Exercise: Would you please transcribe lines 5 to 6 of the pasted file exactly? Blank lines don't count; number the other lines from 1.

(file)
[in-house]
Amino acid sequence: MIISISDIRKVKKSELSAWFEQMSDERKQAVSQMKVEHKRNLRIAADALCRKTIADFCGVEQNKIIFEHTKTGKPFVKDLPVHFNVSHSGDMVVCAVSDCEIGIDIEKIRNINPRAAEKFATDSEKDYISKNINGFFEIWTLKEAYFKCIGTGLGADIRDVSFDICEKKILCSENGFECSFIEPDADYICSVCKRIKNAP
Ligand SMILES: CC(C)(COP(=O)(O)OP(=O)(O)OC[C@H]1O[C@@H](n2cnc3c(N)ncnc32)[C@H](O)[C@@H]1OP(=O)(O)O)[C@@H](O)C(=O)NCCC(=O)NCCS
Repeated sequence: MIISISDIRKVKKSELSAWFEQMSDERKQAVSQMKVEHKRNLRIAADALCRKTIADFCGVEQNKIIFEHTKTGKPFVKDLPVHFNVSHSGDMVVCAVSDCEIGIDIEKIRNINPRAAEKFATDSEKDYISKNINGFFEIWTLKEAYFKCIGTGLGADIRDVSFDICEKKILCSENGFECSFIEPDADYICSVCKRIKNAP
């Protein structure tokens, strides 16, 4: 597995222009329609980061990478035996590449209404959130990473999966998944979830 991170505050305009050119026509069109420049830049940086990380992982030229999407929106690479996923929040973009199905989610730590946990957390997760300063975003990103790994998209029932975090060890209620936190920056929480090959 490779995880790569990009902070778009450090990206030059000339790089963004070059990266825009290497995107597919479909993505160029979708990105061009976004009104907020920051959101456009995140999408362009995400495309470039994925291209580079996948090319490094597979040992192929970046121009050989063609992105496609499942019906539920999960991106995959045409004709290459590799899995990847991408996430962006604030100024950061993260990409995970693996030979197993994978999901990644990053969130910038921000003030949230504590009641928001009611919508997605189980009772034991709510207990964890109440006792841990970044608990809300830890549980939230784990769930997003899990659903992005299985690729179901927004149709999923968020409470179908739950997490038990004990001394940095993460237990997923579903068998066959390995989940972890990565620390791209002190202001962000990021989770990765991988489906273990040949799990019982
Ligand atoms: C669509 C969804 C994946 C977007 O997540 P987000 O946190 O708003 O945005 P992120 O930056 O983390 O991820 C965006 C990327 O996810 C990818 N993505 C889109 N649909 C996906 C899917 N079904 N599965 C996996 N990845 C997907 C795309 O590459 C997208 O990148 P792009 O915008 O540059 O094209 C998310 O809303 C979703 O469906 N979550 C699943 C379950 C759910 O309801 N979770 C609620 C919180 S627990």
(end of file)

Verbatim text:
């Protein structure tokens, strides 16, 4: 597995222009329609980061990478035996590449209404959130990473999966998944979830 991170505050305009050119026509069109420049830049940086990380992982030229999407929106690479996923929040973009199905989610730590946990957390997760300063975003990103790994998209029932975090060890209620936190920056929480090959 490779995880790569990009902070778009450090990206030059000339790089963004070059990266825009290497995107597919479909993505160029979708990105061009976004009104907020920051959101456009995140999408362009995400495309470039994925291209580079996948090319490094597979040992192929970046121009050989063609992105496609499942019906539920999960991106995959045409004709290459590799899995990847991408996430962006604030100024950061993260990409995970693996030979197993994978999901990644990053969130910038921000003030949230504590009641928001009611919508997605189980009772034991709510207990964890109440006792841990970044608990809300830890549980939230784990769930997003899990659903992005299985690729179901927004149709999923968020409470179908739950997490038990004990001394940095993460237990997923579903068998066959390995989940972890990565620390791209002190202001962000990021989770990765991988489906273990040949799990019982
Ligand atoms: C669509 C969804 C994946 C977007 O997540 P987000 O946190 O708003 O945005 P992120 O930056 O983390 O991820 C965006 C990327 O996810 C990818 N993505 C889109 N649909 C996906 C899917 N079904 N599965 C996996 N990845 C997907 C795309 O590459 C997208 O990148 P792009 O915008 O540059 O094209 C998310 O809303 C979703 O469906 N979550 C699943 C379950 C759910 O309801 N979770 C609620 C919180 S627990």